That gets to the master gardener in me. Check with your County Extension. If the grain elevator deals with barley, your extension should have some experience with it. They'll know what kinds of amendments and pesticides you're likely to need and taking a soil test report to them should be helpful. You should also know the variety of barley you are planting. If it's a hybrid, the product of growing it is not going to be very good. It may malt/germinate just fine, but the plant that emerges will be crippled genetically just from being a hybrid. You see the same in any hybrid plant.

      That's what I've got for now. Good luck.
    • bfogt
      I d forgotten about the book that was the best resource for me, The Scythe Book. At the end is a lot of information about small scale grain production and
      Message 47 of 47 , Apr 7 3:27 AM
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        I'd forgotten about the book that was the best resource for me, The Scythe Book. At the end is a lot of information about small scale grain production and processing. When you read it, be aware that the first section is revised by the second section so you feel like you're reading one thing and then reading about the same stuff but with corrections. At least that's how I remember it.

        --- In Grow-Hops@yahoogroups.com, James Altwies <jraltwies@...> wrote:
        >
        > jusst read up on the potential malting issues and potential health hazards like vomitoxins and the like...
        >
        >
        >
        >
        > ________________________________
        > From: Jim Sadler <jim.sadler@...>
        > To: Grow-Hops@yahoogroups.com
        > Sent: Tue, April 6, 2010 8:19:10 PM
        > Subject: Re: [Grow-Hops] Re: Growing Barley
        >
        >  
        > Everyone has had some good advice on this subject.  I honestly think that I'm going to scale back my plans significantly this year.  I think I'm going to plant just enough to see how it grows behind my house, if I end up with enough to brew with great, if I don't I'm not going to be disappointed.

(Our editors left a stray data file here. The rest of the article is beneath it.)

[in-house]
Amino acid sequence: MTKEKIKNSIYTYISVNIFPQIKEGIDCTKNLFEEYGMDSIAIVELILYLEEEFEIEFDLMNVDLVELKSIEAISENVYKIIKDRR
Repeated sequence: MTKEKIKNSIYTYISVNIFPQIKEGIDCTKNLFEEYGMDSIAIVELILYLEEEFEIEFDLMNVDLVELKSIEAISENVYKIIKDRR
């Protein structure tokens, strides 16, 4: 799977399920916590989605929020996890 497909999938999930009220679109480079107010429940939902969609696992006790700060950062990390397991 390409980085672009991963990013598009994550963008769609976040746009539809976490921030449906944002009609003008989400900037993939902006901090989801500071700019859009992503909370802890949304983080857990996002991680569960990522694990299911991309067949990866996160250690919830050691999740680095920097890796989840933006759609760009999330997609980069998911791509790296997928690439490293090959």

>
        >
        > On Tue, Apr 6, 2010 at 5:53 PM, Richard Stewart <rstewart@zoomtown. com> wrote:
        >
        >  
        > >More on the equipment...
        > >
        > >There is a lot of cross over between attaining grains for beer and grains for grinding. I've been looking for a whole lot of older equipment and have found lots of of small scale seed cleaners to go with our smaller combines. Small grains are a dying breed in this country and its exciting to begin to head in that direction. THis year we are doing organic corn (2 acres), red soft wheat (3 to 5 acres) and soup beans. Next year I hope to get into barley.
        > >
        > >I'll be more than happy to share the sources of large scale (1 ton and smaller) dry storage, and 50 to 100lb per hour processing and cleaning gear. It gets pricey for the older stuff, but if you think outside the box and team up with someone trying to do something similar, then you might do something like a co-op.
        > >
        > >Richard Stewart
        > >Carriage House Farm
        > >www.carriagehousefa rmllc.com
        > >
        >